Glyphosate impairs aversive learning in bumblebees
2023-11, Nouvian, Morgane, Foster, James J., Weidenmüller, Anja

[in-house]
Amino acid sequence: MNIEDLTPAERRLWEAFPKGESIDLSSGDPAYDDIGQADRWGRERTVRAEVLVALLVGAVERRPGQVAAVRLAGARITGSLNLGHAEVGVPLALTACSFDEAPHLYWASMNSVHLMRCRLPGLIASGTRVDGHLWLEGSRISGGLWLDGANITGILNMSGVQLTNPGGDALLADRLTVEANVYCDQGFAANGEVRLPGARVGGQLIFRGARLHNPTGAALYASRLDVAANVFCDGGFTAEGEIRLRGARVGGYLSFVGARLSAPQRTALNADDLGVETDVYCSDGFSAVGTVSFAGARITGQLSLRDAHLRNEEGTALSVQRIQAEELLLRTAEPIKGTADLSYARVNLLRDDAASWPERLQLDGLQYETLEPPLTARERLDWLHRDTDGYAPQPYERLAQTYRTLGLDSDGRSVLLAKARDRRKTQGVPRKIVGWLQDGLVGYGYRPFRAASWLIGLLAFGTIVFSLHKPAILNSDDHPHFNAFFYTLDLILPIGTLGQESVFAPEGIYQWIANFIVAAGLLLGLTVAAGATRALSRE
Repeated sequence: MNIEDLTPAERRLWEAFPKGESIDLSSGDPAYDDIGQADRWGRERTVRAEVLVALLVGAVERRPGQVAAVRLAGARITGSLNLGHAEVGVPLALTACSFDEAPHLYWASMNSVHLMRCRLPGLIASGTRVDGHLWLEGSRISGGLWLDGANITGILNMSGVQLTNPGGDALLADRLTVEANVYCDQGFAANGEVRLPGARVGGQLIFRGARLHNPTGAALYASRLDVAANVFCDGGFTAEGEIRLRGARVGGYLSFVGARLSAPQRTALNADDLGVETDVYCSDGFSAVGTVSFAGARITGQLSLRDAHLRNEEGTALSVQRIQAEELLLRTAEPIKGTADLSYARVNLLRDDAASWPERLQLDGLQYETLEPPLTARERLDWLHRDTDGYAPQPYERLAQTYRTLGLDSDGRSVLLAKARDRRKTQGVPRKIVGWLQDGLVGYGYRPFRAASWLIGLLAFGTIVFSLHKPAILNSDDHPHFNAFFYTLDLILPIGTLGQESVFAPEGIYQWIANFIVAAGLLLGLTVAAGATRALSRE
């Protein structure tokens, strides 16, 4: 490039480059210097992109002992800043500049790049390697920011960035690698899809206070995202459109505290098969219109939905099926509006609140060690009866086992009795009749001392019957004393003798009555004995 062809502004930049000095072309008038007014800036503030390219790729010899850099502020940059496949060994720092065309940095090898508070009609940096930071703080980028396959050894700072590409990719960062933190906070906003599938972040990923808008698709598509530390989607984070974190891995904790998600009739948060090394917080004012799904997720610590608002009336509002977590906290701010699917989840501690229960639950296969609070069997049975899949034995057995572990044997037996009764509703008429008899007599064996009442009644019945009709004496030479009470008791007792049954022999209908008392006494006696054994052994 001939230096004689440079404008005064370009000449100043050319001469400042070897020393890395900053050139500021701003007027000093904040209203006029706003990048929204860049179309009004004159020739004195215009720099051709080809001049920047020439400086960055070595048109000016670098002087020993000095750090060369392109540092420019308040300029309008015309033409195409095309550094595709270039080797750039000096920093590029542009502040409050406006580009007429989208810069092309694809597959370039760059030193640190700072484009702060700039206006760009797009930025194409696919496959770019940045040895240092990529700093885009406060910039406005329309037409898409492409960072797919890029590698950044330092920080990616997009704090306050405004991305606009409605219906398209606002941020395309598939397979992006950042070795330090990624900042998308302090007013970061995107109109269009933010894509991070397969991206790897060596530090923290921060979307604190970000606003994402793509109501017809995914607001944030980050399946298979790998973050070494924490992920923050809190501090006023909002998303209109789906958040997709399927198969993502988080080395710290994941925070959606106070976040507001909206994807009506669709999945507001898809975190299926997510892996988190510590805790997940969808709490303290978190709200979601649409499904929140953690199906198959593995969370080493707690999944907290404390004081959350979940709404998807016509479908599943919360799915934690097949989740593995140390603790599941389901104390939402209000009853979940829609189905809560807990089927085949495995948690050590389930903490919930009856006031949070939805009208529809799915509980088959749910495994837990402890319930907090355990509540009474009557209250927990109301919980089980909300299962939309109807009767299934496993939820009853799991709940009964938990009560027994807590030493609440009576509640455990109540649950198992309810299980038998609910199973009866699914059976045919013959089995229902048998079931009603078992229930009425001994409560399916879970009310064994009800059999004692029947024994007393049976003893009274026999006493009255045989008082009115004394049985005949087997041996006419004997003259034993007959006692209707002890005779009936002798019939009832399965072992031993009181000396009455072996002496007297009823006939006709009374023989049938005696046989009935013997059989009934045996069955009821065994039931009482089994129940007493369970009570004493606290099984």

Agrochemicals represent prominent anthropogenic stressors contributing to the ongoing global insect decline. While their impact is generally assessed in terms of mortality rates, non-lethal effects on fitness are equally important to insect conservation. Glyphosate, a commonly used herbicide, is toxic to many animal species, and thought to impact a range of physiological functions. In this study, we investigate the impact of long-term exposure to glyphosate on locomotion, phototaxis and learning abilities in bumblebees, using a fully automated high-throughput assay. We find that glyphosate exposure had a very slight and transient impact on locomotion, while leaving the phototactic drive unaffected. Glyphosate exposure also reduced attraction towards UV light when blue was given as an alternative and, most strikingly, impaired learning of aversive stimuli. Thus, glyphosate had specific actions on sensory and cognitive processes. These non-lethal perceptual and cognitive impairments likely represent a significant obstacle to foraging and predator avoidance for wild bumblebees exposed to glyphosate. Similar effects in other species could contribute to a widespread reduction in foraging efficiency across ecosystems, driven by the large-scale application of this herbicide. The high-throughput paradigm presented in this study can be adapted to investigate sublethal effects of other agrochemicals on bumblebees or other important pollinator species, opening up a critical new avenue for the study of anthropogenic stressors.